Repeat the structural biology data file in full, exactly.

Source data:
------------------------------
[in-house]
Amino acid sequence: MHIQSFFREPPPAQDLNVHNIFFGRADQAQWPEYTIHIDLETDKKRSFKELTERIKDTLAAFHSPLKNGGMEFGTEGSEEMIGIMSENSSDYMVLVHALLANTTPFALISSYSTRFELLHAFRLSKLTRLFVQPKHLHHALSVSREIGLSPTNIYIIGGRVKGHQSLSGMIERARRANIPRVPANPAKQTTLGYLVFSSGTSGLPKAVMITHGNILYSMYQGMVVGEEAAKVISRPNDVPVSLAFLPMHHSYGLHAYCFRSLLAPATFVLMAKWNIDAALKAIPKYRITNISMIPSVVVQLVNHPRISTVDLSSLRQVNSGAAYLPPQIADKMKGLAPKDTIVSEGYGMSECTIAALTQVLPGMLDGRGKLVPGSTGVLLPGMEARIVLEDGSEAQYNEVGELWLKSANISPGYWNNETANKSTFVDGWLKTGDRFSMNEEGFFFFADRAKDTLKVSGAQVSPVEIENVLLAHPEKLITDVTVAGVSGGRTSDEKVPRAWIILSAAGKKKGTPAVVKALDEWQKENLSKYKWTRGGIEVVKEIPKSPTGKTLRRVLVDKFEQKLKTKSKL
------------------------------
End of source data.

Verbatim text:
[in-house]
Amino acid sequence: MHIQSFFREPPPAQDLNVHNIFFGRADQAQWPEYTIHIDLETDKKRSFKELTERIKDTLAAFHSPLKNGGMEFGTEGSEEMIGIMSENSSDYMVLVHALLANTTPFALISSYSTRFELLHAFRLSKLTRLFVQPKHLHHALSVSREIGLSPTNIYIIGGRVKGHQSLSGMIERARRANIPRVPANPAKQTTLGYLVFSSGTSGLPKAVMITHGNILYSMYQGMVVGEEAAKVISRPNDVPVSLAFLPMHHSYGLHAYCFRSLLAPATFVLMAKWNIDAALKAIPKYRITNISMIPSVVVQLVNHPRISTVDLSSLRQVNSGAAYLPPQIADKMKGLAPKDTIVSEGYGMSECTIAALTQVLPGMLDGRGKLVPGSTGVLLPGMEARIVLEDGSEAQYNEVGELWLKSANISPGYWNNETANKSTFVDGWLKTGDRFSMNEEGFFFFADRAKDTLKVSGAQVSPVEIENVLLAHPEKLITDVTVAGVSGGRTSDEKVPRAWIILSAAGKKKGTPAVVKALDEWQKENLSKYKWTRGGIEVVKEIPKSPTGKTLRRVLVDKFEQKLKTKSKL